I'm just this guy, y'know?
This was a very enjoyable and well-written book. Personally I would recommend reading the book before seeing the movie, although the movie was a very faithful and interesting interpretation. I just wish that I had read the book first so that I had more understanding of the depth of the fictional universe.
Following the souls through time is a fascinating idea and I think it's very well-executed.
The story in Cloud Atlas is great, and while every story is archetypal, there all very good.
Well, the individual stories compare well to other books, but few other books have such contrasting and stark narratives. The stories set in the distant future are straight Huxley, where as those set in the 19th and early 20th century remind me a lot of David Liss.
Varied, well done
I did not have an extreme reaction. Laugh? Sometimes. I really liked the Somni (sp, audio book) chapters set in the distant future. I thought, by and large, they were great totalitarian future imperfect stories.
There are 5 or 6 narrators in this book and only the Louisa Ray narrator stands out as being bad, in my opinion. For chapters that should be filled with over-emphasis, like an airport bookstore mystery novel, they're read like a computer program. Although that was probably my least favorite section in the book anyway, because it kept going on and on... But from the very start I didn't like how that chapter was read, too sterile, without the right pacing. But, otherwise, the book is very well read.
I'd listen again to tie all the pieces together, after I see the movie.
The turns in the second halves of the stories.
Each narrator gave their own time and setting to the story.
YES .....there is so much in this book that you have to listen to it again. I like that they have different actors reading each part of the book. I feel it makes the stories have greater depth.
I really like the last two stories in the book
Yes the book "Thirteen"
read the book or listen to it but don't pass it up
Better in many ways. I have both the print and listened. Having the different stories read by different performers really helped. And the language flows well.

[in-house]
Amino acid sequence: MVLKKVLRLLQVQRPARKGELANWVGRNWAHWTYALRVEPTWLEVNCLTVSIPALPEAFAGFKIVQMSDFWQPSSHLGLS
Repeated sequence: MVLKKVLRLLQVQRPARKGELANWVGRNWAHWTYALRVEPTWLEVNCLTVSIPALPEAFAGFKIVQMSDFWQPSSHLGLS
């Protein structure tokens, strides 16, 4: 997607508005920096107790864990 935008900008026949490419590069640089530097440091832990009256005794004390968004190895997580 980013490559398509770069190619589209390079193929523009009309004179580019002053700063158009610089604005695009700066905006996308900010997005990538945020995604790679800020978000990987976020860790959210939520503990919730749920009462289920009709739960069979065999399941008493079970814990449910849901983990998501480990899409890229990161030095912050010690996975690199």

Sonmi-451. It was the most gripping story, and I sympathized with her the most.
Timothy Cavendish was another great character. His story was well done and very funny, though completely different.
They all are very good stories on their own and different.
Sonmi and the statue of Siddharta
Wonderful puzzle of a book, interweaving the six very good stories in simple and complex ways.
It took me a while before I realized that the 451 in Sonmi-451 was a harkening to Fahrenheit 451 classic.
Yes, definitely. The range of expression and the choice of voice actors for the various stories really brought the characters to life. The singsong phrasing of Zachry's story was particularly fun to listen to.
It's tough, but I think I liked Timothy Cavendish the best. His sense of humor and self importance worked well to give his story a welcome break from the seriousness of the stories on either side.
Each narrator was really well suited to the character for their respective stories. They brought a depth to the book that I might not have found just reading the text.
If anybody asks me why I listen to audiobooks rather than read the text versions, all I have to do is direct them to this one. This is a great combination of a wonderful book and absolutely first-class narration that makes the whole more than the sum of the parts. This is easily one of the best audiobooks out there, and I can't recommend it enough.
The story was engaging and enthralling. The performances were done by a different actor for each story arc, giving the strong sense of jumping forward and backward, as the story does.
While it is not a book, the Movie Memento (2000) has a similar plot arrangement wherein the story is not told A to B but rather meets in the middle.
The ordeal of Timothy Cavandish was a laugh riot and an exciting escape story.
I've never been good with names but Cloud Atlas is spot on.
I started out reading the book version of Cloud Atlas, but after skimming a bit and seeing that the Audible version had a variety of narrators, decided that it would be more enjoyable to listen to the different voices--and it was! Some of the narrators are better than others, but in general they tell the story well. In fact, I enjoyed the story so very very much that I'm now reading the paper version. The story--stories, actually--are interwoven with a sure, but delicate, hand. Author David Mitchell is a genius!
This was a very good book and having a cast of voice actors reading each section of the book was a good choice. I did not find the time jumps confusing, but I knew they would happen.
If you love the English language and all of its great authors, you will love this book and this audio performance. I can only compare this to Moby Dick in its complexity or Charles Dickens in its story telling. The audio recording would have delighted Orson Wells. What is wonderful about this book is that it moves along at a nice clip, with stories that make you laugh out loud or gasp. Your mind is intoxicated. I am half way through the book and my greatest fear is that the book will end and I will have to rejoin the real world.
David Mitchell is a genius, the actors superb.